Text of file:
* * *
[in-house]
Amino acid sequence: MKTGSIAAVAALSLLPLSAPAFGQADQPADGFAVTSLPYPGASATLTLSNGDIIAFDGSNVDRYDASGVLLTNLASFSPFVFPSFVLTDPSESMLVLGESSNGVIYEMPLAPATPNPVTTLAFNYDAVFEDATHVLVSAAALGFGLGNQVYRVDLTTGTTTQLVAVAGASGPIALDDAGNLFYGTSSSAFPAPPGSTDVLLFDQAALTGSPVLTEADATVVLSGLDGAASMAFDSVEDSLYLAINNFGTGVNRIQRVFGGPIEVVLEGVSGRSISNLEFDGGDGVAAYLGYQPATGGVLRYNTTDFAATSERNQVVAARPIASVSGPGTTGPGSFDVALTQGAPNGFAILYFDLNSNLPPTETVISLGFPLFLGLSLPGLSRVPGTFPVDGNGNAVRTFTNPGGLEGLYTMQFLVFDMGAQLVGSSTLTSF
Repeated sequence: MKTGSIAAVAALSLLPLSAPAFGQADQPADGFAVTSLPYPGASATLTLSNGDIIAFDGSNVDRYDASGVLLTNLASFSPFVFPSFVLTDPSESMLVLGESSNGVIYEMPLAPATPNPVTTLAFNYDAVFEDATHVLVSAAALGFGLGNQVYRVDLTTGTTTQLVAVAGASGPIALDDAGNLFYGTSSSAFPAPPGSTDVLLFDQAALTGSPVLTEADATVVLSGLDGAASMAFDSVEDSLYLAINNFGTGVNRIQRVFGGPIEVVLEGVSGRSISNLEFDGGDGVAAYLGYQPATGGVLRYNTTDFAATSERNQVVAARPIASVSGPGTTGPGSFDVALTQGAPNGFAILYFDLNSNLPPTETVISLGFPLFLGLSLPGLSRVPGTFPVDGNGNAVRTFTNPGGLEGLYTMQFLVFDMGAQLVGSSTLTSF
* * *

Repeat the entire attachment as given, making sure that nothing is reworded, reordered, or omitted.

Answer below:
[in-house]
Amino acid sequence: MKTGSIAAVAALSLLPLSAPAFGQADQPADGFAVTSLPYPGASATLTLSNGDIIAFDGSNVDRYDASGVLLTNLASFSPFVFPSFVLTDPSESMLVLGESSNGVIYEMPLAPATPNPVTTLAFNYDAVFEDATHVLVSAAALGFGLGNQVYRVDLTTGTTTQLVAVAGASGPIALDDAGNLFYGTSSSAFPAPPGSTDVLLFDQAALTGSPVLTEADATVVLSGLDGAASMAFDSVEDSLYLAINNFGTGVNRIQRVFGGPIEVVLEGVSGRSISNLEFDGGDGVAAYLGYQPATGGVLRYNTTDFAATSERNQVVAARPIASVSGPGTTGPGSFDVALTQGAPNGFAILYFDLNSNLPPTETVISLGFPLFLGLSLPGLSRVPGTFPVDGNGNAVRTFTNPGGLEGLYTMQFLVFDMGAQLVGSSTLTSF
Repeated sequence: MKTGSIAAVAALSLLPLSAPAFGQADQPADGFAVTSLPYPGASATLTLSNGDIIAFDGSNVDRYDASGVLLTNLASFSPFVFPSFVLTDPSESMLVLGESSNGVIYEMPLAPATPNPVTTLAFNYDAVFEDATHVLVSAAALGFGLGNQVYRVDLTTGTTTQLVAVAGASGPIALDDAGNLFYGTSSSAFPAPPGSTDVLLFDQAALTGSPVLTEADATVVLSGLDGAASMAFDSVEDSLYLAINNFGTGVNRIQRVFGGPIEVVLEGVSGRSISNLEFDGGDGVAAYLGYQPATGGVLRYNTTDFAATSERNQVVAARPIASVSGPGTTGPGSFDVALTQGAPNGFAILYFDLNSNLPPTETVISLGFPLFLGLSLPGLSRVPGTFPVDGNGNAVRTFTNPGGLEGLYTMQFLVFDMGAQLVGSSTLTSF